Yamane-en: Sugabou, Gyokuro Karigane Houjicha Green Tea from Yunomi

Yamane-enKariganeHoujichaTea Information:

Leaf Type:  Green

Where to Buy:  Yunomi

Tea Description:

Stems of high grade tea is called karigane 雁音. By roasting these stems in an iron pot, it becomes Karigane Houjicha. This particular product uses gyokuro tea stems from Uji, Kyoto.

This karigane houjicha is roasted in an iron pot over strong heat. Only the surface of the stems are roasted, retaining the flavor of the tea itself, because the inner part of the stem is not roasted. Both the strong aroma and taste of tea can be enjoyed.

Learn more about this tea here.

Taster’s Review:

When I first read the name on the package of tea, I was overwhelmed by the name alone. What did any of that mean? The only word I understood was gyokuro and houjicha. I am always into trying a houjicha green tea from Yunomi.

By doing a little deciphering and careful read through the insightful description was I able to discern with little effort what all it meant. Karigane is a form of kukicha, which is stick tea, basically. But the thing about Karigane is that it is a cut above your average run of the mill kukicha because it is made from high grade teas, such as gyokuro. leave it to the Japanese to make the most out of everything they are given! After a good and strong roasting in an iron pot, the core of the tea is still intact, and the delicate nuanced sticks blending together with the roasted flavor I know and love.

The dry leaves (or should I say sticks?) looks quite unlike any other houjicha that I have ever seen. The leaves are a light straw gold. The roasted and slightly smoky aroma reached my nose and I was hooked. Steeping the leaves in my favorite kyusu revealed a comforting toasted cup of roasty goodness. There were some nice coffee notes hidden there somewhere, and it complimented everything in a way that was unsurprisingly lovely.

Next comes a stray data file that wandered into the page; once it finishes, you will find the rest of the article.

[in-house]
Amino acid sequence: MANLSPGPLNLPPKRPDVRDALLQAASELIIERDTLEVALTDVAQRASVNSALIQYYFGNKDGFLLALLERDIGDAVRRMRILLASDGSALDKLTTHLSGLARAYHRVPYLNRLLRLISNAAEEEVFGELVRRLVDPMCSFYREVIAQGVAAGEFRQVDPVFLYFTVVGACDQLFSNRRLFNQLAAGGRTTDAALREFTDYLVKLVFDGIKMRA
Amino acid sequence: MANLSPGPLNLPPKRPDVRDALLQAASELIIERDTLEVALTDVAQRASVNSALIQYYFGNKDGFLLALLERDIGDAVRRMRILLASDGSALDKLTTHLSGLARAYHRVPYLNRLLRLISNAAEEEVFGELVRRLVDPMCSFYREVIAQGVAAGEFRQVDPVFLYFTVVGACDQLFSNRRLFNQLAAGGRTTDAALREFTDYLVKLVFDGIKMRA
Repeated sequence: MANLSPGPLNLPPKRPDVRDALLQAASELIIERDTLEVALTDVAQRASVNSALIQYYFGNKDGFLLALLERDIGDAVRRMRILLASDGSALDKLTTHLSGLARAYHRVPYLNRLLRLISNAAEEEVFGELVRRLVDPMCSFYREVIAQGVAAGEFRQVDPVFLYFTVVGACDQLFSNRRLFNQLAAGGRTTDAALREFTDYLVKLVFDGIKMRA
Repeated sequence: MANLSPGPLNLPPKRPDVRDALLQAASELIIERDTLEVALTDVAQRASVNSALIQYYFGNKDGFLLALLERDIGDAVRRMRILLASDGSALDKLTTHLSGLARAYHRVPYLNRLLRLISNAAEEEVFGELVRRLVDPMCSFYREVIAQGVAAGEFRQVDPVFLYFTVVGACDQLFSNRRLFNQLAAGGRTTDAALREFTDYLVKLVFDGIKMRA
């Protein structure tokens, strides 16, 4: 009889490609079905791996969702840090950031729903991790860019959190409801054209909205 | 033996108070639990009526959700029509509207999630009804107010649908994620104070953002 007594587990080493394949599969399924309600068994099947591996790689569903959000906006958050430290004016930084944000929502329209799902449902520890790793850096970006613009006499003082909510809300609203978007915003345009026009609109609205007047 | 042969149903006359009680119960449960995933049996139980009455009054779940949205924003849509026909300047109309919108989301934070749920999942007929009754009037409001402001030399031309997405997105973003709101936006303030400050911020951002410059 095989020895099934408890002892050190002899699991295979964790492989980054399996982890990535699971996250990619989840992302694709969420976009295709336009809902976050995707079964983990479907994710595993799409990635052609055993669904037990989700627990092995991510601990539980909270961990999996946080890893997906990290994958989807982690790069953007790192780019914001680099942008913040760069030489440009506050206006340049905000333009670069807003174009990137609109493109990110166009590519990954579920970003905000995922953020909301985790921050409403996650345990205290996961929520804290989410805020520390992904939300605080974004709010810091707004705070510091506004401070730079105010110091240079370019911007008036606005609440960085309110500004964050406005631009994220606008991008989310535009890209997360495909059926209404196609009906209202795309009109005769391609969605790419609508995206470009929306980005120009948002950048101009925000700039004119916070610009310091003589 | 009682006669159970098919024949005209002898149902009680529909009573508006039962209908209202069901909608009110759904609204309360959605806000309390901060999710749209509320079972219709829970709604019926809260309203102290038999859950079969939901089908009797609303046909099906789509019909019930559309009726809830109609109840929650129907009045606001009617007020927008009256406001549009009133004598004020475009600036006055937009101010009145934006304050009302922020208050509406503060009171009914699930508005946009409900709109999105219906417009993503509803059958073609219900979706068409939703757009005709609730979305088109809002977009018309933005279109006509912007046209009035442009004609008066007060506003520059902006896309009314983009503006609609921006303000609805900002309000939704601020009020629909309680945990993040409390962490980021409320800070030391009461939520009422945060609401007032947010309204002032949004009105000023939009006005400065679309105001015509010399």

I have had plenty of houjicha in my time, everything from yama moto yama teabags and flavored kit kats to freshly fired bancha from a cousin on their latest trip and this really is the best I’ve ever had. I sense that this could be that it is from karigane, and I don’t think I’ve had karigane in roasted form in the past. The aftertaste this leaves is amazing. A mix of refreshing roasted sweetness with a slight smoke note at the end. As it cooled, it became sweeter.

I took this tea in a thermos for my most recent hike, and it was the perfect end note to a nice, quiet hike. I was lucky enough to miss the snowstorm during the hike, and sitting in the car and warming up to a big steaming mug of this tea really just hit the spot.

Yunomi Monthly Mystery Tea Sampler’s Club: Ureshino Gyokucha Ochatama


Tea Information:

Leaf Type:  Green

Where to Buy:  Yunomi

Tea Description:

A very interesting green tea. It looks like Chinese gunpowder tea in that the leaves are rolled up into little balls. This particular one from our supplier Chakoan has a strong savory umami aroma that is similar to gyokuro.

Learn more about this tea here.

Learn more about Yunomi’s Monthly Mystery Tea Sampler’s Club here.

Taster’s Review:

I don’t recall ever trying a Gyokucha tea before tasting this Ureshino Gyokucha Ochatama from my monthly mystery Tea Sampler’s Club from Yunomi.

That’s one of the reasons that I love tea sampler clubs like this … I get the opportunity to try teas that I might not have tried otherwise.  In fact, when I first saw this package, I thought it was Gyokuro, and it wasn’t until I opened the pouch and saw the tiny pellets that resemble Chinese Gunpowder green tea that I realized that this is NOT a Gyokuro!

But even though this looks a lot like a Chinese Gunpowder (in shape, but the color of the leaves here are a much more vivid green) … it doesn’t taste like a Chinese Gunpowder.  It tastes more like a Gyokuro … although it is a bit lighter and crisper on the palate.

The first thing I noticed when I tasted it was a distinct nutty tone.  It starts out sweet, and then transcends to a strong savory note.  The finish is clean and there is a dry astringency.

There is relatively little aftertaste here, just faint notes of a grassy taste that rests upon the tongue.  The taste is very clean … and it’s a very “cleansing” sort of feeling that I get from this tea.

I’m really enjoying this Japanese green tea.  A very interesting tea, indeed!